'Joanna Gaines has struck a balance between functionality and approachable elegance': a tour of the designer's garden

Featuring tulips and double tulips, daffodils, ranunculus, and anemones – her vibrant exterior plays with more than magnolia

Joanna Gaines houseplant
(Image credit: Courtesy of Magnolia Network)

Magnolia empire owner and HGTV designer Joanna Gaines is famed for her interior design flare –however, a recent look around her yard in Waco, TX, suggests she's a guru in the garden, too. 

'When we got back from our snow vacation, everything had bloomed in the garden. Crew could not contain his excitement about all our new flower friends,' Joanna says, alongside footage of her son exploring the spring garden (below). 

Joanna's expansive garden features hundreds of tulips, ranunculus, anemones, and perhaps the most famous spring flower of all: the daffodil. Naturally, Joanna's choice of plants is admired by those in the know – but they're not the only feature worth replicating.

'As with her interiors, Joanna has struck a balance between functionality and approachable elegance in her North-Central Texas ranch garden,' says horticulturist and botanical designer Nathan Heinrich. 'Joanna has reinterpreted the French and English-style kitchen gardens into her own signature modern-American version, and the result is both sophisticated and simple.'

Nathan Heinrich
Nathan Heinrich

Nathan Heinrich is an American-born writer, designer, and horticulturist residing in Italy. The son of a 5th generation walnut and almond farming family, Nathan managed one of California's largest wholesale nurseries before starting his own botanical design company, which he operated in California and New York for over a decade. He is currently renovating properties in both the Prosecco Valley of Northern Italy and Tennessee and hosts a top-5 travel podcast. 

Alongside her flowers, Nathan notes Joanna's use of geometric symmetry – seen through the clean lines of Joanna's raised bed garden ideas and her pea gravel walkway that offer the 'formality of an English garden without high-maintenance hedges and topiaries'.

'The white plank horse-fencing and green turf planted with flowering trees are an excellent backdrop to the gravel paths and weathered wooden raised beds bursting with spring color,' he adds. 

And Joanna, who is surely all too aware of the color-blocking interior design trend, has taken this aesthetic outside – ensuring each bed is almost as manicured as a room in a home.

'Notice how each flower bed is planted in a single variety and color of bulb or perennial,' he says. 'Rather than mixing everything for a confusing confetti look, the sold bands of color are able to be more fully appreciated.'

How to recreate Joanna Gaines' spring garden

We can't all experiment with a yard as expansive as Joanna's, but many of us have space for some spring bulbs – even when working with a more compact urban setting. But which of her flowers should we begin with?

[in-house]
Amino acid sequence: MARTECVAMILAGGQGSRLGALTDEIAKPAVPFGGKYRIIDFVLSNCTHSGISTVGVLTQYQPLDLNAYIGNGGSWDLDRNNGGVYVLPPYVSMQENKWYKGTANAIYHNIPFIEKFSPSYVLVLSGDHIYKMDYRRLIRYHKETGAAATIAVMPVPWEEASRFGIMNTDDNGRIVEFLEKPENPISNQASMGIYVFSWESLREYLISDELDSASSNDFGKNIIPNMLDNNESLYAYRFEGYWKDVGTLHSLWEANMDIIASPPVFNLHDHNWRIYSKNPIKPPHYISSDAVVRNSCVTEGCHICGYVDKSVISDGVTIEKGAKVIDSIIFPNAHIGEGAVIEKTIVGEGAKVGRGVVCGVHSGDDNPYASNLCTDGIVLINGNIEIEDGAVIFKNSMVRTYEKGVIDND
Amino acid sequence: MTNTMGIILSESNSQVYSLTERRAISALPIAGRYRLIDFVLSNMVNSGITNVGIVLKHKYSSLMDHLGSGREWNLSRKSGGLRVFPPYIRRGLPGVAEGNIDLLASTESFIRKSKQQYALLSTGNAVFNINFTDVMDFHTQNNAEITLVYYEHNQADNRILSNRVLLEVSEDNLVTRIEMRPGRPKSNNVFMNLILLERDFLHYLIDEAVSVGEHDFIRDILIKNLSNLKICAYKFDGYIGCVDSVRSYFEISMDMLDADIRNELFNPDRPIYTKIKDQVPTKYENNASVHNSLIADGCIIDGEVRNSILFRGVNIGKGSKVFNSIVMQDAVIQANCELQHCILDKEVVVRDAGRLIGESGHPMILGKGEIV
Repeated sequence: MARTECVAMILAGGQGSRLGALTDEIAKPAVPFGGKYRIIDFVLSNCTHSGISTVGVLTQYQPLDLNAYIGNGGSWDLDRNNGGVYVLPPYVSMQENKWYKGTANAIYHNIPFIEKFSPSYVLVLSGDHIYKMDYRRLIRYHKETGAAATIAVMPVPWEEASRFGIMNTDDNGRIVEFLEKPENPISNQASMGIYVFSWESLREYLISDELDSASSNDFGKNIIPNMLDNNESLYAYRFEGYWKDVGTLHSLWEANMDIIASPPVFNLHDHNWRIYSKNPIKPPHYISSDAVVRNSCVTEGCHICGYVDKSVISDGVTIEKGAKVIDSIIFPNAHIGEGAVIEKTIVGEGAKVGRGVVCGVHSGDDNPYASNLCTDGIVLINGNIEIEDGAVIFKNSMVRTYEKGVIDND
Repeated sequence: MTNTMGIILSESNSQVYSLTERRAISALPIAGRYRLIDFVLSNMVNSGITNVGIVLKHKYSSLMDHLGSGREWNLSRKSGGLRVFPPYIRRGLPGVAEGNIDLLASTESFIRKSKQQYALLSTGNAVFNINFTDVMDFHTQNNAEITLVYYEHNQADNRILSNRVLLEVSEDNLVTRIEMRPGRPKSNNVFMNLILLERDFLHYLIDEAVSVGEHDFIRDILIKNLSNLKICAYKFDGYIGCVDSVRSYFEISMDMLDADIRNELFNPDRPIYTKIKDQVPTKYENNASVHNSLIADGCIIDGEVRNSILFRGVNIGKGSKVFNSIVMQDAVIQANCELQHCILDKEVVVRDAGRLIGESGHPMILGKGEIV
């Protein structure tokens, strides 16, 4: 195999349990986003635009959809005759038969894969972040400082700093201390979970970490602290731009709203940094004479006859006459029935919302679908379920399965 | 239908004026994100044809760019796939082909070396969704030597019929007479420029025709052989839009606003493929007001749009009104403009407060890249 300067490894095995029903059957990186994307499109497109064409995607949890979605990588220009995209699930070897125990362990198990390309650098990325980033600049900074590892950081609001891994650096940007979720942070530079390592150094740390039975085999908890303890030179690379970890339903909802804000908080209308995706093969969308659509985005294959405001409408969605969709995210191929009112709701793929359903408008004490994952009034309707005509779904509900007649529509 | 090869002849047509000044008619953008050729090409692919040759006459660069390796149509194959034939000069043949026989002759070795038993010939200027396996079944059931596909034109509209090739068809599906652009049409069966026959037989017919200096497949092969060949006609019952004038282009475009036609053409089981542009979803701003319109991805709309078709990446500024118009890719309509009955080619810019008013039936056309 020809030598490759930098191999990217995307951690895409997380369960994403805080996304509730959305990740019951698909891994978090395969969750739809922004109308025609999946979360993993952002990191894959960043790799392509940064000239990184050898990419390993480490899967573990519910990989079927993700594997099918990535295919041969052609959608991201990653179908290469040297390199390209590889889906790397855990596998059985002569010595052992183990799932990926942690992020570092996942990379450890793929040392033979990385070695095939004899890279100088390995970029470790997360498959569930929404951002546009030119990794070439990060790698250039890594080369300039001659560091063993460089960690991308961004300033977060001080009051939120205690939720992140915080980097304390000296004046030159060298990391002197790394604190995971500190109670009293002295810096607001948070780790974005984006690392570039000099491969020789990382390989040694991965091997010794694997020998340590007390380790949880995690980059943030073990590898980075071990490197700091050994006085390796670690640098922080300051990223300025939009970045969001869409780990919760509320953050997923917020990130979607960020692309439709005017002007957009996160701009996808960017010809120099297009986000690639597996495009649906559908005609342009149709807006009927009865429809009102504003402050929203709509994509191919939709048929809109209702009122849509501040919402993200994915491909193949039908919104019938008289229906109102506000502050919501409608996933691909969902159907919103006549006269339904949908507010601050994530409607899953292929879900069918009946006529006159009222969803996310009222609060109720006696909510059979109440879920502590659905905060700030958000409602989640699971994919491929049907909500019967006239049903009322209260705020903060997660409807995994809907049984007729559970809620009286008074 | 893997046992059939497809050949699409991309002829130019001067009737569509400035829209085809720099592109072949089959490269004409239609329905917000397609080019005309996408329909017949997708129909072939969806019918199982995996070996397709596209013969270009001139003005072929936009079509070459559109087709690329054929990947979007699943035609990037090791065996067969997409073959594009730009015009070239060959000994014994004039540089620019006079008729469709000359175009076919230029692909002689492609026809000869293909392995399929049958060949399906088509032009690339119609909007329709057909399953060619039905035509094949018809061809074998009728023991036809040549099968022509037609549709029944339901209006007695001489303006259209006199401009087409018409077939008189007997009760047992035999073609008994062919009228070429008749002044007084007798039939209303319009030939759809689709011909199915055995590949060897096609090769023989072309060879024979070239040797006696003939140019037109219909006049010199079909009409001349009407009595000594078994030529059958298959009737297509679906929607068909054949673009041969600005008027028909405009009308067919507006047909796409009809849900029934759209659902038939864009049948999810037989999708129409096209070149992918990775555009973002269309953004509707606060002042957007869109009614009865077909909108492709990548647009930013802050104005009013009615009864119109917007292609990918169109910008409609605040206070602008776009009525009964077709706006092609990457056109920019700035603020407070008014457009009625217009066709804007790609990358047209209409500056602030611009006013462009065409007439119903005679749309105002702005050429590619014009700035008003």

'While we can see a few slightly higher-maintenance elements in Joanna's garden, such as espaliered apples and tulips (which have to be planted in the fall and dug up after they start to die back after flowering in early summer) – most of her garden is packed full of fairly low maintenance perennials. They re-flower year after year,' Nathan says. 

'Daffodils are the perfect bulb to plant in nearly every growing zone – you plant once and enjoy them for a lifetime. They 'naturalize' very well, meaning once established, they multiply and come back stronger and happier each following year.'

Additionally, Nathan recommends planting anemones that – once established – will reflower every spring (as long as you mulch for frost protection in freezing climates).

'Keep them well-watered and fertilized for the best springtime flowers. Also, keep your pets with adventurous appetites away from anemones, as they are quite toxic if ingested.' 

Joanna's ranunculus is also worth replicating; however, the expert warns that you may need to step up your slug control methods, as they are a favorite for the garden pest. 

Beyond the garden, you can learn more from Joanna in her book (below), where she shares tips on the subject for which she is best known: interior design. 

Homebody: A Guide to Creating Spaces You Never Want to Leave | $20.79 on Amazon

Homebody: A Guide to Creating Spaces You Never Want to Leave | $20.79 on Amazon

Joanna Gaines walks you through creating a home that reflects the personalities and stories of the people who live there. Using examples from her family farmhouse and a range of other homes, this comprehensive guide will help you embrace your authentic design style. 

Megan Slack
Head of Celebrity Style News

Megan is the Head of Celebrity Style News at Homes & Gardens. She first joined Future Plc as a News Writer across their interiors titles, including Livingetc and Real Homes, before becoming H&G's News Editor in April 2022. She now leads the Celebrity/ News team. Before joining Future, Megan worked as a News Explainer at The Telegraph, following her MA in International Journalism at the University of Leeds. During her BA in English Literature and Creative Writing, she gained writing experience in the US while studying in New York. Megan also focused on travel writing during her time living in Paris, where she produced content for a French travel site. She currently lives in London with her antique typewriter and an expansive collection of houseplants.